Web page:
Written Japanese has three sets of characters: kanji, hiragana and katakana. There are about 50,000 kanji characters but only about 3,000 are used in daily life. Kanji represent nouns, verbs and adjectives. To show verb tense, endings known as hiragana are added. These characters have different sounds but no meaning on their own. The third set of characters, katakana, is used to make foreign words pronounceable in Japanese. Local dialects vary from one region to another and may be difficult for outsiders to understand. The Toyko dialect is the closest to standard Japanese.
  Did you know?
For the Japanese the stomach is the centre of the emotions. Instead of having heart-to-heart talks, the Japanese say they "open their stomachs" for a good conversation. 
The Japanese bow as a greeting and to show respect or gratitude. The depth of the bow depends on the occasion and on the social status of the individuals involved. When bowing, Japanese keep their feet together, and their back straight. Women put their hands on the front of their legs and men keep their hands at their sides. 

The Japanese smile can be difficult to interpret, as it is used to convey happiness, anger, confusion, embarrassment, sadness or disappointment. Communication includes the concept of omoi-yari, which means interpreting the underlying meanings of a conversation.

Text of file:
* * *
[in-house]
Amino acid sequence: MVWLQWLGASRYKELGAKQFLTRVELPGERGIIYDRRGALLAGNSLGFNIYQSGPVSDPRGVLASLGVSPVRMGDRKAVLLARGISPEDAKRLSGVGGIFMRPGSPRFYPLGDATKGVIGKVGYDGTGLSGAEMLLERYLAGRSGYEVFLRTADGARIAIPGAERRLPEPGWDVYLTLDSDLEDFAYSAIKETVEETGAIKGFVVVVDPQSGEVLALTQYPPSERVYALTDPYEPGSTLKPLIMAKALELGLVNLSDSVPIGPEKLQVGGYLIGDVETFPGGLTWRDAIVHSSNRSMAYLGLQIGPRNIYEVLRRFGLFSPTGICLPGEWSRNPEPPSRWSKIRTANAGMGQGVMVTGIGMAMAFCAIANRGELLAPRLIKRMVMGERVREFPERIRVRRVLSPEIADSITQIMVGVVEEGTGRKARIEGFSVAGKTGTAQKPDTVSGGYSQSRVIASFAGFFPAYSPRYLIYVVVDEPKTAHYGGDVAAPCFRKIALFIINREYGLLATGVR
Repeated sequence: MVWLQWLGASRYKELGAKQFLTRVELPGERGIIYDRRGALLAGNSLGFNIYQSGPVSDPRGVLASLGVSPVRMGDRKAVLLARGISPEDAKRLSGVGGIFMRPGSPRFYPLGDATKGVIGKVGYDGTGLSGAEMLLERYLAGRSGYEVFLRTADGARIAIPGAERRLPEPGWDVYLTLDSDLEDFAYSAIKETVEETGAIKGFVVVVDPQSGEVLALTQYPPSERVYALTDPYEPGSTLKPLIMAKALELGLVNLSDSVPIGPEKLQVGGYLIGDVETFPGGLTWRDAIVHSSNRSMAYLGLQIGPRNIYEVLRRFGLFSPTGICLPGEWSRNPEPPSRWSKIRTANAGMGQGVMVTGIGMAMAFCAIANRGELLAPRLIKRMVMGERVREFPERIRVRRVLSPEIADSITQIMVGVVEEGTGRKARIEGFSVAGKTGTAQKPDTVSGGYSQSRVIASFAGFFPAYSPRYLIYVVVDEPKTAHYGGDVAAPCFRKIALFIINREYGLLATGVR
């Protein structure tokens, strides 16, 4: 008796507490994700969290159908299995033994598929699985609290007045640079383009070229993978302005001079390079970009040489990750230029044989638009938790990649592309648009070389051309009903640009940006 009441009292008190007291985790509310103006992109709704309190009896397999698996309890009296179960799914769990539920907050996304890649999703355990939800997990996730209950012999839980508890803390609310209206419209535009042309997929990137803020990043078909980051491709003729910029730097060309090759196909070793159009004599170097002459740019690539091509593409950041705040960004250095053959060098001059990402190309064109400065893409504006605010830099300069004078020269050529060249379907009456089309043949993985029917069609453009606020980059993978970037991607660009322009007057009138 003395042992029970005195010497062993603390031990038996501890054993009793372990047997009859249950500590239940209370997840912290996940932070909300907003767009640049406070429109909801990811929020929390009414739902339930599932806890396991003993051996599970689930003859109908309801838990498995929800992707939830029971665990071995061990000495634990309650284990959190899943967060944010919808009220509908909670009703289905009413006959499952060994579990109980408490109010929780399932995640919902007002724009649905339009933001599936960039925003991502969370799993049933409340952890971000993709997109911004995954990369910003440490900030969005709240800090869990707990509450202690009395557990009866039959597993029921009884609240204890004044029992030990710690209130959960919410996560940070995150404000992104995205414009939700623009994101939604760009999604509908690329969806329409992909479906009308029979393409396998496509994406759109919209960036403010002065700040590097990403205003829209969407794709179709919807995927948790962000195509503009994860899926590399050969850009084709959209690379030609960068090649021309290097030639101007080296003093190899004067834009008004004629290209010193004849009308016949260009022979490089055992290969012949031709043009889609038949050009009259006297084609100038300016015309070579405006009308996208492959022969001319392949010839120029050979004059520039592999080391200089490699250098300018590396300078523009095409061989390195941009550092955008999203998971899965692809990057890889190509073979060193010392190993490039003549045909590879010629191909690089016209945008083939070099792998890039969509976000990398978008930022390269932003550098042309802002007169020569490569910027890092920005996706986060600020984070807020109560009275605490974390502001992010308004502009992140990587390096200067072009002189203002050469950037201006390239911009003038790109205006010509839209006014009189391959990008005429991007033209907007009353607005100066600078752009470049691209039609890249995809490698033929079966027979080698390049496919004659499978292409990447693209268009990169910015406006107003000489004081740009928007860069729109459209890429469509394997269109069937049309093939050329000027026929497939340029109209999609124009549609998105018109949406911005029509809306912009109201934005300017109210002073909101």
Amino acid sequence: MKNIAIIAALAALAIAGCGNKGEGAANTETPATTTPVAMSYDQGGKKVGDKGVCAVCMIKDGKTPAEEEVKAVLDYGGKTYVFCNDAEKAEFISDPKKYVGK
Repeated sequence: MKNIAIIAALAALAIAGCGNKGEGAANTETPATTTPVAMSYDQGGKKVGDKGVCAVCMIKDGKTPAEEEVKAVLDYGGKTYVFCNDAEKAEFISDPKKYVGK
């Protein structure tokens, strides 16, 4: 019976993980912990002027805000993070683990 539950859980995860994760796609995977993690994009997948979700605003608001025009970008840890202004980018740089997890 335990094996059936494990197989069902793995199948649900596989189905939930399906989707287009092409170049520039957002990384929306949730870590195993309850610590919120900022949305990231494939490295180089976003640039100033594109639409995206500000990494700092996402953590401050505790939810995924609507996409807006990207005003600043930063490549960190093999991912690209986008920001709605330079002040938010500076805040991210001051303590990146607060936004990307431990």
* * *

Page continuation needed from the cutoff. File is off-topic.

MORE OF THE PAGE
The Japanese nod their heads to show agreement or concentration during a conversation. they also use small words called aizuchi to indicate attentiveness. They signal a negative response by holding a hand in front of the face and waving it back and forth sideways. It is considered rude to point at others, chew gum, lean against a door, or keep one’s hands in one’s pockets. When laughing, Japanese women are expected to place their hand in front of their mouth to avoid showing their teeth.

 In Japanese, the family name precedes the given name. Most Japanese are addressed by their family names. Given names are used only for children or between close friends. sensei or san may be added to the end of a name to indicate rank or position. Sensei indicates respect. San is the equivalent of Mr. or Ms.

  Did you know?
Many Japanese enjoy manga (comic books). These books are not just for children, but are enjoyed by many adults and tell realistic stories about life and work. Many are published in weekly or monthly series.
  English Japanese
  Yes   hai
  No   iie
  Please (when offering something)   dozo
  Please (when asking for something)   onegai shimasu
  Thank you   arigato gozaimasu
  Good morning   ohayo gozaimasu
  Good afternoon   konnichiwa
  Goodbye   sayonara